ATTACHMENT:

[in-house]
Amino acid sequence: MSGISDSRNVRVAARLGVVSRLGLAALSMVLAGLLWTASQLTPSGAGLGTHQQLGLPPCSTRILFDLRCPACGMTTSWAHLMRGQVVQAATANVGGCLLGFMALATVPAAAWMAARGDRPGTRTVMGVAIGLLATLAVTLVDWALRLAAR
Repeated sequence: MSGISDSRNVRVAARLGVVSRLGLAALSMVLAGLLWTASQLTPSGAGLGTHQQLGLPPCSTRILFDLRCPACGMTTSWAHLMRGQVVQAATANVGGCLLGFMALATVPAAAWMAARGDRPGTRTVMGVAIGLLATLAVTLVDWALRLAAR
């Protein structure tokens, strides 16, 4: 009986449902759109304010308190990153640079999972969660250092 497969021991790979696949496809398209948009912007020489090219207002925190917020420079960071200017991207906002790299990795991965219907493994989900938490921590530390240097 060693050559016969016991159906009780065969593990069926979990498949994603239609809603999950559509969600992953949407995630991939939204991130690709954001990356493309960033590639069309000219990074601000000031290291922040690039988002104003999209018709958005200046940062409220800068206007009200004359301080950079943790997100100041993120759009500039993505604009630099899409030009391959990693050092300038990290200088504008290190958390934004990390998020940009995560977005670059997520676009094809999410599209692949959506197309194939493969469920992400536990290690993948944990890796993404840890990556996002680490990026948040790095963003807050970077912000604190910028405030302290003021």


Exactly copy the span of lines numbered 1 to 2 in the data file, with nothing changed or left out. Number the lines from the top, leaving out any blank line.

[in-house]
Amino acid sequence: MSGISDSRNVRVAARLGVVSRLGLAALSMVLAGLLWTASQLTPSGAGLGTHQQLGLPPCSTRILFDLRCPACGMTTSWAHLMRGQVVQAATANVGGCLLGFMALATVPAAAWMAARGDRPGTRTVMGVAIGLLATLAVTLVDWALRLAAR